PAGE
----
August 29, 2015
by Ric Albano
The Black Sky Sequined, is the second album by the Massachusetts-based trio, Colorway. The music is a showcase for vocalist and guitarist F. Alex Johnson, who fuses strong elements of new wave and classic rock with well-formed melodies and arrangements which are just unique enough to give everything a nice edge. While the compositions on the surface seem standard, even simple, they each contain enough underlying complexity to require additional listens to fully catch and appreciate everything presented here.
For about a decade through 2008, Johnson and drummer J.J. O’Connell were in an alt-rock group called Drunk Stuntmen. Johnson admits that he embraced the “Drunk” part of the group’s name too strongly and decided to leave the group and take a break from music for several years. However, the music sought Johnson out as he woke at night with new melodies in his head which he slowly developed into songs. In 2012, he got back in touch with O’Connell and recruited bassist Dave Hayes to rehearse and record new music. The result was Colorway’s self-titled debut album which was released in June 2013 with the trio playing their first ever live gig at the CD release party. Both the recording and live performance were well received and the group has been steadily playing since.
While Johnson again wrote most of the material for The Black Sky Sequined, the sound was forged more collectively as a true working band. Like the debut, this album was recorded at Sonelab in Easthampton, MA and co-produced/engineered by Mark Alan Miller, with whom Johnson has been working for about twenty years. Further, it was mastered by Grammy Award winning Bob Ludwig, who has over 3,000 credits to his name dating back to The Beatles, the Stones and Jimi Hendrix. The album got its title from a poem written by Johnson’s late mother, Judy.
|The Black Sky Sequined by Colorway|
|Released: May 5, 2015
Produced by: Mark Alan Miller & Colorway
|Track Listing||Primary Musicians|
Come Back July
I Don’t Want To Go Home
Me and My baby
Everybody Wants Me To Love You
I Never Changed
|F. Alex Johnson
Drums, Percussion, Vocals
The album begins with “Gen Exit”, with a straight forward pop/rock drilling riff until more variety is added to the riff in the later verses. The slight guitar lead is simple but effective, with the profound lyrical message of; “Its awful gray between holding your own and just hanging around.” “Come Back July” features a strong, thumping bass and overall rhythm throughout the verse that really draws in the listener. The highly melodic vocals that get the point across of the lyrical theme of life going by too quickly. The first single from the album, “Come Back July” was actually written by Johnson between 9pm and midnight on July 31st, where the prospect of August meant the coming of Fall and the cold of New England.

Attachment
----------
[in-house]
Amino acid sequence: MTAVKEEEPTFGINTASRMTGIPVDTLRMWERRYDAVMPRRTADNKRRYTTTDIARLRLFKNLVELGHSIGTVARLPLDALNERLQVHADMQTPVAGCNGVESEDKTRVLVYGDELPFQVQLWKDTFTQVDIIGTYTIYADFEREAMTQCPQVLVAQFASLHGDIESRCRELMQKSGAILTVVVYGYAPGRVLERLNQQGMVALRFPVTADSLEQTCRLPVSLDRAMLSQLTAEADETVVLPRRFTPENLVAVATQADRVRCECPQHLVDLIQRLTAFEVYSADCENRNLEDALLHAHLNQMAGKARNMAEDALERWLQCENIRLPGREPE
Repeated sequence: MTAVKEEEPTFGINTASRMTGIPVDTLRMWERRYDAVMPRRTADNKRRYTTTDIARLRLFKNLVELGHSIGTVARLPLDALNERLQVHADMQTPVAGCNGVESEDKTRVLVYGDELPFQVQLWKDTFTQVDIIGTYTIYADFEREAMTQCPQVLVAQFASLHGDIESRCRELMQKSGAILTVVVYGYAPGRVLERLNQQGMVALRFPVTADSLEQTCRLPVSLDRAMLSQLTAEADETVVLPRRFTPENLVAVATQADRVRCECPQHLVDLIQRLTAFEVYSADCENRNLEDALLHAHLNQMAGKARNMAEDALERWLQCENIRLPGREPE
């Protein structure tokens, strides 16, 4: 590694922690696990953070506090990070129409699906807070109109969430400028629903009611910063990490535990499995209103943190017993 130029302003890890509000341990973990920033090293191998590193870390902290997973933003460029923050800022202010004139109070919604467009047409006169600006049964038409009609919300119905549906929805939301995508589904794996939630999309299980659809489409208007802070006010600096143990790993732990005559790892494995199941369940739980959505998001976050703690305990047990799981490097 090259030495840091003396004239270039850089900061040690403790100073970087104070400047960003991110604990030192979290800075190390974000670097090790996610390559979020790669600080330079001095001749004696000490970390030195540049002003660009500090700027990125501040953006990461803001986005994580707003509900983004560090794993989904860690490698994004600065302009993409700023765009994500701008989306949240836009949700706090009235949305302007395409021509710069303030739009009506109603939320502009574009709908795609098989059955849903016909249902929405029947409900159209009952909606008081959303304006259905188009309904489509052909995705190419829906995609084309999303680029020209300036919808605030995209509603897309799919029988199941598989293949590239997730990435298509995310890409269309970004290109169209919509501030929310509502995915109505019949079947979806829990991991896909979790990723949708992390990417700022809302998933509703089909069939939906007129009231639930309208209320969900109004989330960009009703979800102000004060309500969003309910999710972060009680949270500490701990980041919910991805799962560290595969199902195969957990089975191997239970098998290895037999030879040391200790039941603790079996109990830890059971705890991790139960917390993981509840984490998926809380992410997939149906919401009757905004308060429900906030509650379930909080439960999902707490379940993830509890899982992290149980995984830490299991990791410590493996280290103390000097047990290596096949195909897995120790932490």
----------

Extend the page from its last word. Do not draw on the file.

Come back July I never said goodbye, Light all those lonely Roman candles into that August sky…”
“I Don’t Want to Go Home” is a song which has a different vibe than the previous two, a much more classic rock approach, especially with the thick, bluesy electric guitars and fine guitar lead by Johnson, arriving for the first of many times on the album. This song also references the album’s title in the lyric. “Explain” has a jazzy rock approach, especially with the animated bass and top notch drumming by the rhythm section. There is also a different melodic approach originally before the song does eventually build with a stronger rock arrangement. In contrast, “Me and My Baby” has a dark country/rock feel, slow and direct with plenty of room for strong guitar notes to whine throughout this six minute, extended track. This complex song goes through various interesting changes in the middle before returning to the main theme and a fantastic ending guitar riff which persists through a long outro with multiple vocal harmony parts reminiscent of a technique used by Phish.
The oddest song on the album, “The Cycle” begins with rich vocal harmonies over a simple intro guitar before the song then enters a long guitar lead for its entertaining duration. “Tiny Town” returns to pop/rock with assertive riffing between the melodic words and animated drumming by O’Connell that nicely works in tandem with the thumping bass line of Hayes. A later overdubbed, whining guitar dances around the crunchy original rhythm guitar, which never relents in the mix, offering some odd musical tension that makes this track distinct. “Everybody Wants Me to Love You” is, perhaps, the closest to filler on the entire album, not all that terrible as a rapid ska-influenced track, but also not all that inventive compared to the rest of the music.
“I Never Changed” is a bluesy song with entertaining lyrics and an interesting overall arrangement which was co-written by Jodi Lynn Nicholas. Overall, the measured interplay between lead vocals and guitar licks make it one of the stronger tracks on the album. Perhaps the strongest overall, is the closer “Telephone”, which starts as a happy-go-lucky pop song commenting on contemporary culture and reliance on technology. Later on the song makes some interesting turns before it finishes with an excellent, extended guitar solo along with the inclusion of a slight horn section as a closing jam which leaves the listener wanting for more.
On The Black Sky Sequined the group successfully forged the kind of music which maximized their talents while being accessible to a large listening audience. In total, Colorway has released one of the finest rock albums of 2015.